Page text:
Monday, December 31, 2007
No. 302: The Slim Shady LP
Album: The Marshall Mathers LP
Why Rolling Stone gets it right: On Eminem's second record, the Detroit rapper produced a considerably more personal record. The record lost a lot of the humor of the first album, but the record became smarter.
Why Rolling Stone gets it wrong: The anger is a little off-putting to me, especially when he acts like he's being persecuted. Eminem, I'm sorry to mention this to you, but you're treated with kid gloves because of your skin color.
Best song: "The Real Slim Shady" is problematic, but decidedly catchy.
Worst song: "The Way I Am" is classic narcissism nonsense.
Is it awesome?: I don't think so.
I've said most of what I wanted to say about Emimem already, but there are a few notable things about his second record. For one, this is the album that took Em from being a dude with a huge record to being the biggest star in rap music. This occurrence came largely out of "Stan," a huge crossover hit that finally had everyone listening to him. The Dido song "Thank You" provides the sample that Em raps over, as he goes with a somber lyric about an obsessive fan.
"Stan" is interesting if only because it created the mass impression of Eminem as thoughtful introspective dude. That's not a bad thing and not totally inaccurate, but it's immediately shot down in "The Way I Am," a song that's easily Eminem's worse popular single. The song is Em's idea of self-definition and it pulsates with adolescent anger. The song's hook has the line "Radio won't even play my jam," a proposition to ludicrous, it's hard to even mention it.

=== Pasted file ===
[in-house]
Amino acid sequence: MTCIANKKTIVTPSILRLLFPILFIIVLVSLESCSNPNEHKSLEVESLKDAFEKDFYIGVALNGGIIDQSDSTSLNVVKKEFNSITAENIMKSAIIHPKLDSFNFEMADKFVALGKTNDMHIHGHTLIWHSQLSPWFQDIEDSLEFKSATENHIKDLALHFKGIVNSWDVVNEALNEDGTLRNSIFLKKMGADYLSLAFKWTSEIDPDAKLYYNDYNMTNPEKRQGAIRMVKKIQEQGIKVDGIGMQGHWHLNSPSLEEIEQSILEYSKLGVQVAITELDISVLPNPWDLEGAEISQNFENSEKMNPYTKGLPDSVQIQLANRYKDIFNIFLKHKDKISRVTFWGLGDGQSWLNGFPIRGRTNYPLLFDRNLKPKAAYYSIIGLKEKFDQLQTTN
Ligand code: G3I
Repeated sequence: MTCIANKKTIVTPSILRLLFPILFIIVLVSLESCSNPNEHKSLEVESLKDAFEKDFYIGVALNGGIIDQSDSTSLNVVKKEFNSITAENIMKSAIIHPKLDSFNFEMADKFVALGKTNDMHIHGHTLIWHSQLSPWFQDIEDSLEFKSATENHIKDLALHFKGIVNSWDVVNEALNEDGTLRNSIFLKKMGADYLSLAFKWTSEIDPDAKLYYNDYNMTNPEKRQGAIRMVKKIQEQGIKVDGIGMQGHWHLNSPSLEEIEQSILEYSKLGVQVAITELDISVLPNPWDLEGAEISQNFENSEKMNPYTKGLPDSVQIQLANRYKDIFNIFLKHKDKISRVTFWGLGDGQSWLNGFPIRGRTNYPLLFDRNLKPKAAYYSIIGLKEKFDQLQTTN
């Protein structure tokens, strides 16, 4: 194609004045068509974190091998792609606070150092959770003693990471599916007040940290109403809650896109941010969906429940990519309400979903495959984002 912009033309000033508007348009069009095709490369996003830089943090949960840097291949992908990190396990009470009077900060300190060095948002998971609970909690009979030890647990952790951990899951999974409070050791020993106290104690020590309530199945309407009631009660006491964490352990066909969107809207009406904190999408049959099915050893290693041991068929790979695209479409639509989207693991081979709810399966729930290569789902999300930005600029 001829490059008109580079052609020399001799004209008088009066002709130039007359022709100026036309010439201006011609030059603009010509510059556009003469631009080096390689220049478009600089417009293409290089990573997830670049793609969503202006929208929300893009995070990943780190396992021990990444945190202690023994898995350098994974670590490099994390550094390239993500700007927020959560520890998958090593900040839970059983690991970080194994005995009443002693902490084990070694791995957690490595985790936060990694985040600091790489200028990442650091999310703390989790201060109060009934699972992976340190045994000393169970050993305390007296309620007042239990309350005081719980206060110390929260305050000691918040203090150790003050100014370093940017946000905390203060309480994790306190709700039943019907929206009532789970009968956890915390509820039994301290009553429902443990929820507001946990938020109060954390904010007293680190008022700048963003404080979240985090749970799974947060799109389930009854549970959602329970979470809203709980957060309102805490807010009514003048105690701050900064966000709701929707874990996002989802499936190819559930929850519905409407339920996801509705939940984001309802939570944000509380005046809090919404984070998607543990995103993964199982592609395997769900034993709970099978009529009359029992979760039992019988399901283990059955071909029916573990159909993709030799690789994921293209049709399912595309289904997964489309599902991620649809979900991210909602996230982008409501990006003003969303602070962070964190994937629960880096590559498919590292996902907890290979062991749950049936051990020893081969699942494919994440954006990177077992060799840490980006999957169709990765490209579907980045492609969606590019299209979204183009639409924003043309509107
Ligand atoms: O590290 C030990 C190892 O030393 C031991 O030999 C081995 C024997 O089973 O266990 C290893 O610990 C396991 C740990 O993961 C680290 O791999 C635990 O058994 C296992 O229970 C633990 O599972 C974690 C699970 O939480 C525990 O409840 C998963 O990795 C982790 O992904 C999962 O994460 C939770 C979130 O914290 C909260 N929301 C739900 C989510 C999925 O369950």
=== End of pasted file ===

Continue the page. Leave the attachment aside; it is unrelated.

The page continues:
And that's the thing. The level of humor on the record is less than "The Slim Shady LP." "Kill You" has the humor that dotted Em's first record, but also bubbles with real anger that he probably wasn't able to include on his first record. It's hyperbolically angry (which is clever in and of itself), but also troubling in its sincerity.
(That's one of my overriding problems with Eminem. I worry that his recent work is more indicative of the type of artist he is. His first record was his first work with a major label; I'm sure he had a lot of guidance and advice and probably wanted to please them. He probably changed his style a fair amount. I like that Emimen better.)
The highlight of the album is, once again, the lead single, "The Real Slim Shady." Brimming with pop culture references, Em mocks Tom Green, Carson Daly, Will Smith, Britney Spears, nursing homes, and just about everything else under the sun. With his signature snark, he recounts his self-definition in a way that's far more humorous and clever than "The Way I Am."
Because I nitpick, there are two problematic lines in the song. The first is "Half of you critics can't even stomach me, let alone stand me," another of Em's delusions of persecution. The idea that critics don't like Eminem has been patently ludicrous since his second single was released (just as the idea that radio won't play his jam is idiotic). The other is the faux populism of "The only difference is I got the balls to say it," a notion that attacks "political correctness."
Now, the concept of "political correctness" is something that bothers the hell out of me. There is no such thing as "political correctness." It is simply being correct. So, when you say "fag," you aren't being correct. You're being offensive. When you call a Korean-American "Chinese," you're being incorrect. It's as simple as that.
So, when Eminem implies that he's being the voice of the anti-political correct world and he's being persecuted because of his bravery, I find that to be patently ridiculous. It's idiotic.
Because I find each Eminem record to be of deteriorating quality from the one before, "The Slim Shady LP" is not a terrible record, but it's not nearly as good as his first record.